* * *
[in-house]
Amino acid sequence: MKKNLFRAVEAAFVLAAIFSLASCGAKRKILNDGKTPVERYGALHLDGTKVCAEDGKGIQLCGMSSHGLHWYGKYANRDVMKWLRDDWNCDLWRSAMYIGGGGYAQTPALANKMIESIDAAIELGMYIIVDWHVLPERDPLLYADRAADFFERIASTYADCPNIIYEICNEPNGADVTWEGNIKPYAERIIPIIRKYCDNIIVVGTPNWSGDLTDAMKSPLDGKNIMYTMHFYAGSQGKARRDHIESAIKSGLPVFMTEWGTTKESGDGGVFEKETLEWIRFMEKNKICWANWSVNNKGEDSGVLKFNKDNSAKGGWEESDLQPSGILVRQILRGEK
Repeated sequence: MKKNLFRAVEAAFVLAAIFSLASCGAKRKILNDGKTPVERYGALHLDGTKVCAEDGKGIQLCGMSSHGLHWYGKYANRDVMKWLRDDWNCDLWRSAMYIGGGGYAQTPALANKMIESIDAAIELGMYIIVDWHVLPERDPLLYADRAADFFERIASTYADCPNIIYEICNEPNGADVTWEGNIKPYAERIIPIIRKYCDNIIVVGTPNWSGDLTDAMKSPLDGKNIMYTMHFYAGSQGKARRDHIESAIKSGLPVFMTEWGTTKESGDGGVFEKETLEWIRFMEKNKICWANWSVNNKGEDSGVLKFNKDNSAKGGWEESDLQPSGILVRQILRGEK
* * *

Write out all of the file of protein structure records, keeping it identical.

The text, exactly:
[in-house]
Amino acid sequence: MKKNLFRAVEAAFVLAAIFSLASCGAKRKILNDGKTPVERYGALHLDGTKVCAEDGKGIQLCGMSSHGLHWYGKYANRDVMKWLRDDWNCDLWRSAMYIGGGGYAQTPALANKMIESIDAAIELGMYIIVDWHVLPERDPLLYADRAADFFERIASTYADCPNIIYEICNEPNGADVTWEGNIKPYAERIIPIIRKYCDNIIVVGTPNWSGDLTDAMKSPLDGKNIMYTMHFYAGSQGKARRDHIESAIKSGLPVFMTEWGTTKESGDGGVFEKETLEWIRFMEKNKICWANWSVNNKGEDSGVLKFNKDNSAKGGWEESDLQPSGILVRQILRGEK
Repeated sequence: MKKNLFRAVEAAFVLAAIFSLASCGAKRKILNDGKTPVERYGALHLDGTKVCAEDGKGIQLCGMSSHGLHWYGKYANRDVMKWLRDDWNCDLWRSAMYIGGGGYAQTPALANKMIESIDAAIELGMYIIVDWHVLPERDPLLYADRAADFFERIASTYADCPNIIYEICNEPNGADVTWEGNIKPYAERIIPIIRKYCDNIIVVGTPNWSGDLTDAMKSPLDGKNIMYTMHFYAGSQGKARRDHIESAIKSGLPVFMTEWGTTKESGDGGVFEKETLEWIRFMEKNKICWANWSVNNKGEDSGVLKFNKDNSAKGGWEESDLQPSGILVRQILRGEK